With yet another adaptation of Louisa May Alcott’s world-beloved Little Women in the works, I made a personal mission of watching the three best-known versions to compare and contrast. After putting holds on the three versions (which I’ll differentiate by year of release: the 1939 version starring Katharine Hepburn, the 1994 version starring Winona Ryder, and the 2018 version starring Sarah Davenport), I set about watching them in the name of research. I promise it had nothing to do with treating my eyes to a few hours of young and floppy-haired Christian Bale. Here’s what I found after watching these three Little Women adaptations.
Before I dive in, a quick note: There are far more than three adaptations. I picked these three because they were the most easily accessible to me and I am a lazy person. PBS has a more complete list.
Finally, be aware this will spoil some major plot points for the book. It is over 150 years old, though, so.
I Have a Favorite…
…and it’s not the one I expected. As much as I love Katharine Hepburn (The Philadelphia Story is absolutely one of my favorite films of all time), I knew within the first ten minutes that the 1939 version was not going to cut it for me. Immediately, I was thrown off—something about it felt culturally anachronistic, the dialogue was painful and stiff, and the pacing was cringe-worthy. The 1994 version held more promise and was already an old favorite of mine—comfortable, true enough to the source material, and generally appreciated as a decent take on Little Women adaptations. And then I watched the 2018 version and was jarringly surprised by how much I liked it.
If you’ve seen this version, you’ll know that it takes some creative liberties with the original story and places it in modern times. Despite the changes, I couldn’t find any I felt compelled to complain about: all of them made sense to me. What was perhaps most important (and, frankly, very specific to why this film beat out the other two for me) was how the movie handled Beth’s death and, more importantly, the effect it has on Jo. An especially touching scene for me was the final one, in which Jo approaches an important moment of her life without the sister she felt closest to. Ugh, my heart. As someone who has experienced sibling loss, I could hardly handle how important this scene and that entire storyline was to me—only I hadn’t realized it until I saw it done well with the 2018 adaptation.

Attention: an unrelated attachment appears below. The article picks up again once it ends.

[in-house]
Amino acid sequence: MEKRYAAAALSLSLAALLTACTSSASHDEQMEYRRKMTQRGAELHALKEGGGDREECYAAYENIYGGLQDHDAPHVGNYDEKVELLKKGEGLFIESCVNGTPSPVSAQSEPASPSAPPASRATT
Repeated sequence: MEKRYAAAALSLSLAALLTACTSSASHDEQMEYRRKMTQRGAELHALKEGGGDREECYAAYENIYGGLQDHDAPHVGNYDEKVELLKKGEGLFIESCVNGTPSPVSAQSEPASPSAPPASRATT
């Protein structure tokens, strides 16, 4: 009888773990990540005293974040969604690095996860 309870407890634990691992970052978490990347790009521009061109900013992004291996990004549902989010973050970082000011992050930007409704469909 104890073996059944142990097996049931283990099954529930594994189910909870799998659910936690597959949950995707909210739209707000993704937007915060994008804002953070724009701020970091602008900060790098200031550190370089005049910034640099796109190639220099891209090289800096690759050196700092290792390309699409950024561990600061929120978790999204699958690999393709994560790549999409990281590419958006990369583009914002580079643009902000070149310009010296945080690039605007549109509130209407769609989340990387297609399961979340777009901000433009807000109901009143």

There were other reasons I loved the 2018 adaptation best—overall, the casting felt right-on, I enjoyed the dual timeline concept, costuming was fantastic, the writing was solid, and it was just a very sweet and modern tribute to such a revered piece of literature.
Laurie’s Casting Matters in Little Women Adaptations
Okay, okay, 2018 wasn’t perfect. Look, I love me some Lucas Grabeel. I do. But I could not for the life of me get the concept of Ryan Evans (yes, High School Musical and Sharpay’s brother Ryan Evans) out of my head while watching it. Grabeel might have nailed the playful and nonthreatening characterization, but all the while, he seemed almost excessively young. This contributed, for me, to a lack of chemistry between Laurie and Jo.* His youthfulness indicated a seeming inability to really almost keep up with Jo on an intellectual level, which is essential to his character. Laurie shouldn’t, I don’t believe, ever be smarter than or even just as smart as Jo—but he should be nearly, and I wasn’t getting that with 2018. To be fair, this was also a shortcoming of 1939. I maintain, however, that we shall never see a more perfect Laurie than 1994’s. The ball is in your court, Timothée Chalamet.
*Even if they ultimately aren’t meant to be together, the storyline is an important one to character development all around.
Modern Solutions Require Modern Problems
Unfortunately for filmmakers but fortunately for mankind, scarlet fever is now easily treated by antibiotics. This means that when there are modern Little Women adaptations, it’s not exactly realistic to kill Beth off with scarlet fever and call it a day. The 2018 adaptation instead went with leukemia. This was especially striking for me, having just read Meg, Jo, Beth, and Amy by Rey Terciero, another modern take on Little Women (this one a graphic novel) in which Beth suffers from leukemia. I was curious about the seeming coincidence and checked in on it—it turns out, if you didn’t know, leukemia is the most common form of childhood cancer. To replace scarlet fever with it makes complete sense—leukemia is a traumatic diagnosis often with an uncertain prognosis. It provides more or less the same effect today as did scarlet fever in the 19th century.
I’m Not Done with Little Women Adaptations
Whether it’s the number of characters with which to work, the timelessness of a story of a young woman who struggles against the norm and her circumstances, or something else, I don’t think it’s possible to overdo it with takes on Little Women. There’s seemingly so much material there, allowing those who work on the adaptations to emphasize the pieces of the original story that have the most meaning to them. I can’t wait for the 2019 adaptation and look forward even more to whatever comes in the future.
Find more on Little Women here.